Second case: Another advantageous mode of operation is obtained if the Hall element is supplied directly with the supply voltage VDD because the supply current iv and, thus, the Hall sensitivity, are then the greatest. In that case, the respective value of the supply voltage VDD and the usual temperature dependence VDD(T) of the supply voltage, as well as the temperature dependence of the Hall element semiconductor region, enter into the magnitude of the supply current iv. The supply current iv(T) is thus determined by the following equation, in which VDDo represents a fixed supply voltage reference value or normalized value:
iv(T, VDD)=iv(To)×(VDD/VDDo)/(1+a×ΔT). (8)
From equation (6) it follows that the offset current j(T) must also be dependent on the supply voltage VDD. The temperature dependence of the Hall element semiconductor region, however, must enter into the magnitude of the offset current with the factor 1/(1+a×ΔT)2. Thus, the following condition equation is obtained for the offset current J(T):
The desired temperature dependence is achieved by multiplying a first current component ik1 by a second current component ik2, with ik1 being proportional to 1/(1+a×ΔT), and ik2 being proportional to (VDD/VDDo)/1+a×ΔT). Thus, ik1×ik22 =j becomes proportional to (VDD/VDDo)/(1+a×ΔT)2, as desired. For the current multiplication, a third current component ik3 with a zero temperature coefficient is needed as a reference current. A preferred embodiment for the second case is shown in FIG. 2, discussed in detail below.
Third case: In a further advantageous mode of operation, the Hall element is supplied with a temperature-stabilized Hall element supply voltage (V) rather than the unregulated supply voltage VDD. Then, instead of multiplying two different current components ik1, ik2, it is only necessary to square the current component ik1. The reference current ik3 with a zero temperature coefficient is still needed. The offset current j(T) is given by:
A further simplification is possible if a×ΔT becomes much less than 1 because the quadratic factor 1/(1+a×ΔT)2 can be replaced approximately by the factor 1/(1+2×a×ΔT), which is again realizable via an addition or subtraction of currents with different temperature characteristics. The same applies for the quadratic factor in equations (8) and (9). A preferred embodiment for this third case is shown in FIG. 3, discussed in detail below.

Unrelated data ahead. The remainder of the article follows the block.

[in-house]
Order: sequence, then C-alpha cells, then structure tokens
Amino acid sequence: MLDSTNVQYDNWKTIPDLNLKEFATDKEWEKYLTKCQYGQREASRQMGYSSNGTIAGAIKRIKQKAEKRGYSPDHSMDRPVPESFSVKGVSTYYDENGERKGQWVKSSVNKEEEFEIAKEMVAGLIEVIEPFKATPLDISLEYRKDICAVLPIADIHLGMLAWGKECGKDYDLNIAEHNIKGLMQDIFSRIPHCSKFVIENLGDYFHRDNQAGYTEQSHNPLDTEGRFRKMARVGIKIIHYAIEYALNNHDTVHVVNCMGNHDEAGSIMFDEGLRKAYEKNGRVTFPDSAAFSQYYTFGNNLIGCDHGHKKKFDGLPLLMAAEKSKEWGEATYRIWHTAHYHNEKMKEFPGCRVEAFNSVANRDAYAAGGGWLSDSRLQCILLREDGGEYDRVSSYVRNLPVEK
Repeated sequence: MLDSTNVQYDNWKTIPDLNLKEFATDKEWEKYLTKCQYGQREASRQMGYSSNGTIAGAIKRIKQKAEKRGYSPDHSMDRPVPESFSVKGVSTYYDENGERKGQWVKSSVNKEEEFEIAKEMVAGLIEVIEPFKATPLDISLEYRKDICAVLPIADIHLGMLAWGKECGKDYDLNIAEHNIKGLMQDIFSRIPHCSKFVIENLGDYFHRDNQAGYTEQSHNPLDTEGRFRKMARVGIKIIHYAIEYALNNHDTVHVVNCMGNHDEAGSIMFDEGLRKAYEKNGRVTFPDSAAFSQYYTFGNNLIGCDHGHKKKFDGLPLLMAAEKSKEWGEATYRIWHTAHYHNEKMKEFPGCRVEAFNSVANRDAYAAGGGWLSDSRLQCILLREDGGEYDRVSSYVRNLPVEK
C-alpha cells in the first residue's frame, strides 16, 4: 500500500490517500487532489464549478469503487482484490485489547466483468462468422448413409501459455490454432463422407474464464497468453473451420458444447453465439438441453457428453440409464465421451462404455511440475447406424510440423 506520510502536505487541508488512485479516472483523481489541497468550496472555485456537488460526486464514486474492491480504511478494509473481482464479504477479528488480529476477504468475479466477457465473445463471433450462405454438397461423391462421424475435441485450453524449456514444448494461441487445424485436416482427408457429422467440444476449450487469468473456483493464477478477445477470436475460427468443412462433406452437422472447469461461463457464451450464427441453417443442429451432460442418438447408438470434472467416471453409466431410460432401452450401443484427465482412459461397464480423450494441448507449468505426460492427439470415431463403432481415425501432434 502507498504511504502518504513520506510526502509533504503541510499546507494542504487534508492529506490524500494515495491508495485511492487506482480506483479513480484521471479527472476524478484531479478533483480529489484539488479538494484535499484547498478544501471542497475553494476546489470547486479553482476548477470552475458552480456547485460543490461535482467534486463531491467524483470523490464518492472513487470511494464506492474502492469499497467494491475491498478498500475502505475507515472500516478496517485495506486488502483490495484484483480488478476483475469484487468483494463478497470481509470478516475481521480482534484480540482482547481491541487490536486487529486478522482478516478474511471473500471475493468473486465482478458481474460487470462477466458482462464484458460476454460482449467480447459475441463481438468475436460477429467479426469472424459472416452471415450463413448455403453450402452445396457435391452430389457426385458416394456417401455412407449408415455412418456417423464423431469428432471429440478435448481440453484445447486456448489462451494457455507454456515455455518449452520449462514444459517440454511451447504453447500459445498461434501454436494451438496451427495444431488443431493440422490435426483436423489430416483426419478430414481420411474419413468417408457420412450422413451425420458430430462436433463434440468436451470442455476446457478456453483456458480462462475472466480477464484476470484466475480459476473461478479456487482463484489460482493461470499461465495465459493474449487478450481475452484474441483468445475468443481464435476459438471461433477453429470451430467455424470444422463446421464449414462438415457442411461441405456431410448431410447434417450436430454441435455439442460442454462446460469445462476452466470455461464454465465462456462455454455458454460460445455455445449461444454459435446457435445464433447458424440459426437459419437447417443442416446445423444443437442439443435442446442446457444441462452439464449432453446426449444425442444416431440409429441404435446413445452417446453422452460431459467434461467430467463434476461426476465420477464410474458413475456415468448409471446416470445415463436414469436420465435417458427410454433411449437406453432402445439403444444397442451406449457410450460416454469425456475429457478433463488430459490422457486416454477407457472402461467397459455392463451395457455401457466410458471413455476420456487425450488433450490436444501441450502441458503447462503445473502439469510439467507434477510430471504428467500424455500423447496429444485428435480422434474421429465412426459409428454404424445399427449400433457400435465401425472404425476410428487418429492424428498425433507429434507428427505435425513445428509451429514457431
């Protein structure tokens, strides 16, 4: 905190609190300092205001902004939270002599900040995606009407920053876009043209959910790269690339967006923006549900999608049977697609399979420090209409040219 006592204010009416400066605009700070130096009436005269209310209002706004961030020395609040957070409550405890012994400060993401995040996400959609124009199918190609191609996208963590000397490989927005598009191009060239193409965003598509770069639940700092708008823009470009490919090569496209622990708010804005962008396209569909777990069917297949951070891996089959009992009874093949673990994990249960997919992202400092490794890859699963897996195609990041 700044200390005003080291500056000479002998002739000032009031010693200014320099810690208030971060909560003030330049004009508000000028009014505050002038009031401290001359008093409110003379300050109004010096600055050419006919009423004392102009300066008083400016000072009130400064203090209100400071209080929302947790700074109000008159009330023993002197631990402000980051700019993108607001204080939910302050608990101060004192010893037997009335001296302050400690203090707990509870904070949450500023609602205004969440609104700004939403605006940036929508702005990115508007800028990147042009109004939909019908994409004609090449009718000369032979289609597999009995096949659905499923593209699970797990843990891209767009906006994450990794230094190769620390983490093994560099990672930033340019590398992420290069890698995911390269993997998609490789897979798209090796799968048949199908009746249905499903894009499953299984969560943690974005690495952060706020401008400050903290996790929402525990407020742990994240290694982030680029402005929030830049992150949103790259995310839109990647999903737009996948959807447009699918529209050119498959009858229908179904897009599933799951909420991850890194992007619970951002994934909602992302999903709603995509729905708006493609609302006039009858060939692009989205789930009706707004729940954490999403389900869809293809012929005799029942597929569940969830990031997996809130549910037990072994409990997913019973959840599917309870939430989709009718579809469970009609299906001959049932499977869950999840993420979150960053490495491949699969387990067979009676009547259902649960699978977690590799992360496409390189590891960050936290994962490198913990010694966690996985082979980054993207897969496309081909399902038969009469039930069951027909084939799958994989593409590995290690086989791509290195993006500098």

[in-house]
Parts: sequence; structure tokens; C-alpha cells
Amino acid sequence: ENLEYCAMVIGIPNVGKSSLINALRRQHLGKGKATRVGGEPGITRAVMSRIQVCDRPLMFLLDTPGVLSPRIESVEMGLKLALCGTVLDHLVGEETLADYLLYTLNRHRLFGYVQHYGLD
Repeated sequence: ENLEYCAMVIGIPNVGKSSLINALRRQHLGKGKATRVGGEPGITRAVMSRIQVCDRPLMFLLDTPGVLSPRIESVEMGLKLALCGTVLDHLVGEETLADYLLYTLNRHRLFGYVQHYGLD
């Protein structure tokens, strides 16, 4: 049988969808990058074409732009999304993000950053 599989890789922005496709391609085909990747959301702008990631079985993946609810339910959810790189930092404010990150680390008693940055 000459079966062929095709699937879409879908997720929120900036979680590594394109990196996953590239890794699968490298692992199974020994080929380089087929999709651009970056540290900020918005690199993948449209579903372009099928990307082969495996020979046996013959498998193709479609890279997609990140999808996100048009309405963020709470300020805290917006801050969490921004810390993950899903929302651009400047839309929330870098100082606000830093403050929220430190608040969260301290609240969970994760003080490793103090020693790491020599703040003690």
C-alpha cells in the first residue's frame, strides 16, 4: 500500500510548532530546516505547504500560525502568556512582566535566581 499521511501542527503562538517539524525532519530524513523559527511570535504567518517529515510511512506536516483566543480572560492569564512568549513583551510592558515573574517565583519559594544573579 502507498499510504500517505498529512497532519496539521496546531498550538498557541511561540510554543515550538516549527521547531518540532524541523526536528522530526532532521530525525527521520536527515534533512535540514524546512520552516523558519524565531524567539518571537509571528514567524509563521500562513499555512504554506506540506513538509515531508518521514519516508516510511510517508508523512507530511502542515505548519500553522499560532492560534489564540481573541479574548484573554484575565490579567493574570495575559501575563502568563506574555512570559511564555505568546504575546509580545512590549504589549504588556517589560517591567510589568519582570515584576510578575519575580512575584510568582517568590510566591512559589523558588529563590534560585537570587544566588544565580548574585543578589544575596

The invention and further advantages will now be explained in more detail, with reference to the accompanying drawing, in which:
FIG. 1 is a block diagram of a first preferred embodiment of a Hall sensor with a hysteresis switching device;
FIG. 2 is a block diagram of a second preferred embodiment in which the Hall element is supplied directly with the supply voltage VDD; and
FIG. 3 is a block diagram of a third preferred embodiment using a temperature-stabilized Hall element supply voltage v.
FIG. 1 schematically illustrates a first embodiment of a Hall sensor with a hysteresis switching device. It is a self-compensating Hall sensor which is realized using monolithic integrated circuit techniques and in which all power supply devices for the operating currents are integrated on the chip surface ob. The Hall sensor is designed as a three-lead device and only requires terminals for a supply voltage vDD, a ground terminal M, and a low-impedance output terminal K, which provides the output signal of the Hall sensor.
The embodiment of FIG. 1 includes a hysteresis switching device hs which superimposes an offset voltage uj on the Hall voltage uh to cause defined switching of a comparator k connected to the sense inputs 2 and 4 of the Hall element h. The Hall element h is depicted in a simplified representation, since, as a rule, use is made of two parallel-connected Hall elements spaced by 90° for crystal lattice reasons and having an orientation of 45° with respect to the crystal edge.
To permit the Hall sensor to be used as a periodic switch, the offset voltage uj is switched alternately, the switching being effected by the respective state of the comparator k. To this end, the output of the comparator k is connected to a controller st which determines the respective position of an electronic changeover switch s. Depending on the position of the latter, an offset current j is fed into the Hall element h either through the sense input z or through the sense input 4. This offset current j produces the offset voltage uj across the Hall element equivalent resistance rh between the respective sense terminal 2 or 4 and the ground terminal 3.